U.S. credit card companies said defaults fell more than expected in October, but delinquencies mostly rose in a sign that consumers remain under stress and the sector can expect more pain ahead.
The drop in defaults reflected a decline in late payments earlier this year thanks to tax refunds and economic stimulus actions. Shares of American Express
But delinquencies, late payments that can indicate future credit losses, generally rose as more Americans lost their jobs. Capital One Financial Corp
We view this month's numbers as a sign that credit could be coming under greater stress, Barclays Capital analyst Bruce Harting wrote in a note to clients.
Credit card charge-offs and delinquencies usually track unemployment, which rose to a 26-1/2-year high of 10.2 percent in October.
American Express Co said in a regulatory filing that its charge-off rate -- loans the company does not expect to be repaid -- fell to 7.8 percent in October from 8.4 percent in September.
Bank of America Corp
JPMorgan, the largest issuer of Visa-branded credit cards, said its charge-off rate declined to 8.02 percent from 8.12 percent, while Capital One's fell to 9.04 percent from 9.77 percent.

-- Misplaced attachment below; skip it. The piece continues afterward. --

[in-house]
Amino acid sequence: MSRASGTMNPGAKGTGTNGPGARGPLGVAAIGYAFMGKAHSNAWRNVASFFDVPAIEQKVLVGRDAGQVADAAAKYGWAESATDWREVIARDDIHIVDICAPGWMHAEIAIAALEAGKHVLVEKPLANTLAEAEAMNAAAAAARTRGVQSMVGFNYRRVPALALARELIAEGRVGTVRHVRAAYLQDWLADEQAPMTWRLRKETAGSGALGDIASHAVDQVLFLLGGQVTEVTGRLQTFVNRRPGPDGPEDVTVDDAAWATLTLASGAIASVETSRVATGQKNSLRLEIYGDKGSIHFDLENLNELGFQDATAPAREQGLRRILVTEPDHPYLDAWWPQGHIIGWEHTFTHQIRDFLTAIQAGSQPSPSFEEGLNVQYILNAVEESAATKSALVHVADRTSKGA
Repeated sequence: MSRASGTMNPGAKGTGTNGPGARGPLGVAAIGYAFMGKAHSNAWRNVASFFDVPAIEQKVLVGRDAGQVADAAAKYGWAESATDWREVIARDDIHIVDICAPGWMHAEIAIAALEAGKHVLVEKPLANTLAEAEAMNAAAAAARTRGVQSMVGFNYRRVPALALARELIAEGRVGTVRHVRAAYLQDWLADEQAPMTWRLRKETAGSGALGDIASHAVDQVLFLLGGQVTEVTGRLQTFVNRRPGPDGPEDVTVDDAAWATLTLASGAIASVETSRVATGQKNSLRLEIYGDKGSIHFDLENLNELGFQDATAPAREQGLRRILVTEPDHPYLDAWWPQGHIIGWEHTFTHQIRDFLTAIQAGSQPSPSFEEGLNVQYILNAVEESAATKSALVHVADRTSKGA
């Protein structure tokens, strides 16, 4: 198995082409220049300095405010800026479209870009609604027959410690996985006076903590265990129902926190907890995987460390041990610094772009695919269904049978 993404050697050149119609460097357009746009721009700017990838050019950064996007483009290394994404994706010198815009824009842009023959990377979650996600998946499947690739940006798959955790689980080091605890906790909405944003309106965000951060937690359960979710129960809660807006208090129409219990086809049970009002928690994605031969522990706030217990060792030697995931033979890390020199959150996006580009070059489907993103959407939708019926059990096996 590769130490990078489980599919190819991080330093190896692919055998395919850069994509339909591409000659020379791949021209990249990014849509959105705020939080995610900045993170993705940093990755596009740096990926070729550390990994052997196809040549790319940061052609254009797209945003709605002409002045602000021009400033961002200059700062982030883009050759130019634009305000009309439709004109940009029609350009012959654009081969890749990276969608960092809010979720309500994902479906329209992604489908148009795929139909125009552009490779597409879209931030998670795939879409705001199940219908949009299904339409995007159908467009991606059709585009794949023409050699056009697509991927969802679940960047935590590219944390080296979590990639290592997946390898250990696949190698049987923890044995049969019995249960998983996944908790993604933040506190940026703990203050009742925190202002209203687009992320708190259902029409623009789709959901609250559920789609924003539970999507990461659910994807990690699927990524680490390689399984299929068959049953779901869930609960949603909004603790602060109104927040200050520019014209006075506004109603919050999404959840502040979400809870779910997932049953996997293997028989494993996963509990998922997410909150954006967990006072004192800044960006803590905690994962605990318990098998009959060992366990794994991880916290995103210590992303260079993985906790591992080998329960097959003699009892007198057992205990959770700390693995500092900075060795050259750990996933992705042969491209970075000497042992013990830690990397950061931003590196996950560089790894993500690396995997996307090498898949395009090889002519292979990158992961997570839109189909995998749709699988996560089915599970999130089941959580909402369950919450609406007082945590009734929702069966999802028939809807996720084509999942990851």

Discover Financial Services
We believe that credit losses will rise in the coming months and should remain elevated in 2010, thereby pressuring earnings, Credit Suisse analyst Moshe Orenbuch wrote in a note to clients.
Capital One said delinquencies rose to 5.72 percent in October from 5.38 percent in September, while JPMorgan's late payments rose to 4.95 percent from 4.69 percent.
Last week, Capital One Chief Executive Richard Fairbank forecast that charge-offs will keep rising and remain elevated throughout 2010, hurt by weakness in the housing market and job losses.
Bank of America's delinquency rate inched up to 7.59 percent from 7.53 percent, and Discover's rose to 5.72 percent from 5.57 percent.
American Express was the exception, as delinquencies remained unchanged at 4.1 percent.
As card losses rose to record highs in recent months, lenders closed millions of accounts, trimmed credit limits and slashed rewards. The companies are also raising fees and interest rates ahead of a new consumer-protection law.
American Express shares rose 3.8 percent to $41.89 in Monday afternoon trading.
Discover shares were up 4.8 percent to $16.14, Capital One gained 2.9 percent to $39.91, Bank of America was up 0.6 percent at $16.08, and JPMorgan gained 0.9 percent to $43.29.
(Reporting by Juan Lagorio; editing by John Wallace and Tim Dobbyn)